Ultraportable laptops review

Ultraportable laptops can do most of your computing tasks while on the go.
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Battery life

If you spend much time away from mains power you’ll appreciate an extra battery or the option of a larger one. Of the tested laptops only the Lenovo shipped with a second battery as standard equipment. It was supplied with both a 4-cell and a 7-cell battery, giving you the option of trading off size and weight against battery life.

The 7-cell battery gave the Lenovo the second-highest battery life score, just one minute ahead of the Dell and four minutes behind the top-scoring Sony which lasted 2 hours 47 minutes in heavy usage. By contrast, the Lenovo’s 4-cell battery lasted only 47 minutes, making it a nice emergency fallback option, but not very useful as a main battery.


The ability to secure your personal information is all the more important with an ultraportable, due to the higher risk of theft, loss or accidental damage that comes with mobility.

Five of the eight ultraportables tested included a fingerprint reader for security — the BenQ, Dell, Pioneer, Sony and Toshiba.

A fingerprint reader can be set up to grant instant access to the computer without having to type in a password. Our testing had a 100% success rate in stopping access by people who didn’t have a fingerprint registered on the system. For stronger security however, we recommend that you also have a password as an alternative access option.

The Lenovo includes facial recognition software, called VeriFace, which works using the built-in webcam. Quite simply, your face becomes your password. This can also be set up to grant you access to other programs that may require a password, such as email.

In our testing the VeriFace system worked well, but it may not work properly in low-light areas or when wearing a hat or reflective glasses. While convenient, we don’t recommend using either VeriFace or fingerprint security as the sole means of access to the computer, nor should it be a major factor in selecting one.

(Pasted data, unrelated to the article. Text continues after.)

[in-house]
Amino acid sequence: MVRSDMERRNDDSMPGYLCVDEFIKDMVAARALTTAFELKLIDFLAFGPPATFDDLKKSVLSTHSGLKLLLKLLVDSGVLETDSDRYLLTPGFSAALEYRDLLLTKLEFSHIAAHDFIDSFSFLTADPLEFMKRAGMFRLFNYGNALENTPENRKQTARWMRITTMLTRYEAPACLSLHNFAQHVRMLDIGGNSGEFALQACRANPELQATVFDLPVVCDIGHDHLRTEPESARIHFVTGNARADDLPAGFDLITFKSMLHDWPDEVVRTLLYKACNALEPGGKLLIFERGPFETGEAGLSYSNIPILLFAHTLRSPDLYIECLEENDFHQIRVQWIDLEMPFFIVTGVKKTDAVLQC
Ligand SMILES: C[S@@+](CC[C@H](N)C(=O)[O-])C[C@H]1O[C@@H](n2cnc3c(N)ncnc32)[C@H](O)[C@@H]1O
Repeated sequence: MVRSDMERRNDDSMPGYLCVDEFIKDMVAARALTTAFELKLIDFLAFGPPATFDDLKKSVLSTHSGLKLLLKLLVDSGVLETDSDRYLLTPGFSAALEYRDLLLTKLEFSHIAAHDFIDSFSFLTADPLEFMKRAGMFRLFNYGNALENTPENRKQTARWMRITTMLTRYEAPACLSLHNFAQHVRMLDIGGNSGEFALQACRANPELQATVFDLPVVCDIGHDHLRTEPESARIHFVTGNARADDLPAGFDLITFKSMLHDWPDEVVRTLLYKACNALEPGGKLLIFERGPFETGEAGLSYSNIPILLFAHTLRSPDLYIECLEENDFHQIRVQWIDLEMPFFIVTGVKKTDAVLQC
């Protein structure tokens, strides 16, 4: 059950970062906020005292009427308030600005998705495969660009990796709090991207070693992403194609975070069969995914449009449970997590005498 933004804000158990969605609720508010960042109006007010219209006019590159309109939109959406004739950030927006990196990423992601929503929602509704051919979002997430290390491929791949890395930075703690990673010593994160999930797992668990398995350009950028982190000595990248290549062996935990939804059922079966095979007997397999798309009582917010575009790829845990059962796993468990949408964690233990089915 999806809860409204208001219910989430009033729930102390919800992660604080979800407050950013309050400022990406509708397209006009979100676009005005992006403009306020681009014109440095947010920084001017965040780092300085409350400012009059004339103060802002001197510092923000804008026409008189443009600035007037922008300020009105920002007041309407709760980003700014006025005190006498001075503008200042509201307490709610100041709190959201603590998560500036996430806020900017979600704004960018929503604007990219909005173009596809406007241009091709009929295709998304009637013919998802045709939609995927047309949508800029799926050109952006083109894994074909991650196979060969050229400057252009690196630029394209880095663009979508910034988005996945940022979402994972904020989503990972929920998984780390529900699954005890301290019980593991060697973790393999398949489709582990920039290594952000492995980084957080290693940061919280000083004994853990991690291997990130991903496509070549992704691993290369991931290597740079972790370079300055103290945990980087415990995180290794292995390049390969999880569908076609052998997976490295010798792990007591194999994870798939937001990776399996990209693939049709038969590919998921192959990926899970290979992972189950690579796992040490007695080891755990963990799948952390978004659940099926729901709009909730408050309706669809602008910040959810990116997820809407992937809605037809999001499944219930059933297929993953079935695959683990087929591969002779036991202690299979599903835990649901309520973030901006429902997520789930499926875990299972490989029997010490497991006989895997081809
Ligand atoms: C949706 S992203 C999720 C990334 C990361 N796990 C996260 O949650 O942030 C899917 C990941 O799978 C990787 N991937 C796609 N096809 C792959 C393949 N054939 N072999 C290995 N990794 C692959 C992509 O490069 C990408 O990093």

Design and construction

Our expert user panel assessed all the ultraportables for design and construction to see which had the best usability and features.

Best for ease of battery insertion and removal was the Toshiba, while the Dell was a clear winner for status lights/indicators, including a battery status meter on the battery itself for quick reference. The Sony also had a handy power status light on the power cord. For ease of opening and closing the lid the BenQ and Dell were best, allowing easy one-handed operation, with the Apple not far behind.

The Sony was considered to have the best design overall, with a good colour scheme, easily accessible multimedia buttons and a touchpad with both horizontal and vertical scrolling. The Apple was considered the most stylish, with its outstanding features being its slim shape, clean lines, large multi-touch touchpad and was less prone to marking.

Keyboard comfort

Our general user panel found that three Ultraportables stood out for keyboard comfort, with the Apple ranked as ‘excellent’ by all users. Next were the Dell,Toshiba and Twinhead, all rated as ‘very good’.

The Apple also got the nod from our panel for best touchpad, with a rating of ‘excellent.’ The touchpads of the BenQ, Dell, Pioneer and Twinhead all rated as ‘very good’.

Heat generated

Heat underneath an ultraportable is an important consideration as it’s likely to spend quite some time sitting in your lap. Three ultraportables failed our temperature test — the Apple, Pioneer and Toshiba — with the Toshiba registering the hottest at 60-62ºC, which is too hot to touch. Our pass/fail temperature is 44 ºC.

The Pioneer registered 49-54 ºC and the Apple was 46-49 ºC at its hottest point. Though it passed our comfortable temperature test, the Sony was recently the subject of a product recall due to overheating around the power socket (not the underside where we test for heat). This affected all Vaio TZ series models. See Sony’s website for more information.


The trade-off for power and features is a heavier laptop to carry and every extra bit of weight counts when out on the road.

Of the eight laptops tested, half weighed 2 kg or more, which is at the upper limit of this category. The Dell, Pioneer and Toshiba all tipped the scales at 2kg, with battery attached. The BenQ just squeaked under, with 1.9 kg. The Twinhead was the heaviest at 2.1 kg.


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